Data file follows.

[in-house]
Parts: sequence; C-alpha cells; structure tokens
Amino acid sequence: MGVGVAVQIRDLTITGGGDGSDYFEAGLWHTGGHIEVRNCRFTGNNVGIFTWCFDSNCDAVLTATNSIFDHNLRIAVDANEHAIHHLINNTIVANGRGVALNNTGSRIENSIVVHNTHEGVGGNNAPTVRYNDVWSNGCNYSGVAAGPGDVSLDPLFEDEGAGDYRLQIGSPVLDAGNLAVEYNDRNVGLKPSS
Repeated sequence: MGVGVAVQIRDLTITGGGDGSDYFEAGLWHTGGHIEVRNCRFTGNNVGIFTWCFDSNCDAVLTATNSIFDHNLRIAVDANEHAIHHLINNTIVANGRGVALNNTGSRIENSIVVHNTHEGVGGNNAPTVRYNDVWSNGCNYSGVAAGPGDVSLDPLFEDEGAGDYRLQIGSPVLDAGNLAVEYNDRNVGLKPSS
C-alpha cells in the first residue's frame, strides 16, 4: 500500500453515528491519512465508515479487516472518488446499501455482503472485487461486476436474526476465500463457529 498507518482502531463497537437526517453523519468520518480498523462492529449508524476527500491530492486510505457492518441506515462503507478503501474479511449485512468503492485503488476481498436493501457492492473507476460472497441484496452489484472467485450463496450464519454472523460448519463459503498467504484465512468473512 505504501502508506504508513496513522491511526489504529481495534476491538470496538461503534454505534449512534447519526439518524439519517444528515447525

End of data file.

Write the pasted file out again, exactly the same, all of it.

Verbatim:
[in-house]
Parts: sequence; C-alpha cells; structure tokens
Amino acid sequence: MGVGVAVQIRDLTITGGGDGSDYFEAGLWHTGGHIEVRNCRFTGNNVGIFTWCFDSNCDAVLTATNSIFDHNLRIAVDANEHAIHHLINNTIVANGRGVALNNTGSRIENSIVVHNTHEGVGGNNAPTVRYNDVWSNGCNYSGVAAGPGDVSLDPLFEDEGAGDYRLQIGSPVLDAGNLAVEYNDRNVGLKPSS
Repeated sequence: MGVGVAVQIRDLTITGGGDGSDYFEAGLWHTGGHIEVRNCRFTGNNVGIFTWCFDSNCDAVLTATNSIFDHNLRIAVDANEHAIHHLINNTIVANGRGVALNNTGSRIENSIVVHNTHEGVGGNNAPTVRYNDVWSNGCNYSGVAAGPGDVSLDPLFEDEGAGDYRLQIGSPVLDAGNLAVEYNDRNVGLKPSS
C-alpha cells in the first residue's frame, strides 16, 4: 500500500453515528491519512465508515479487516472518488446499501455482503472485487461486476436474526476465500463457529 498507518482502531463497537437526517453523519468520518480498523462492529449508524476527500491530492486510505457492518441506515462503507478503501474479511449485512468503492485503488476481498436493501457492492473507476460472497441484496452489484472467485450463496450464519454472523460448519463459503498467504484465512468473512 505504501502508506504508513496513522491511526489504529481495534476491538470496538461503534454505534449512534447519526439518524439519517444528515447525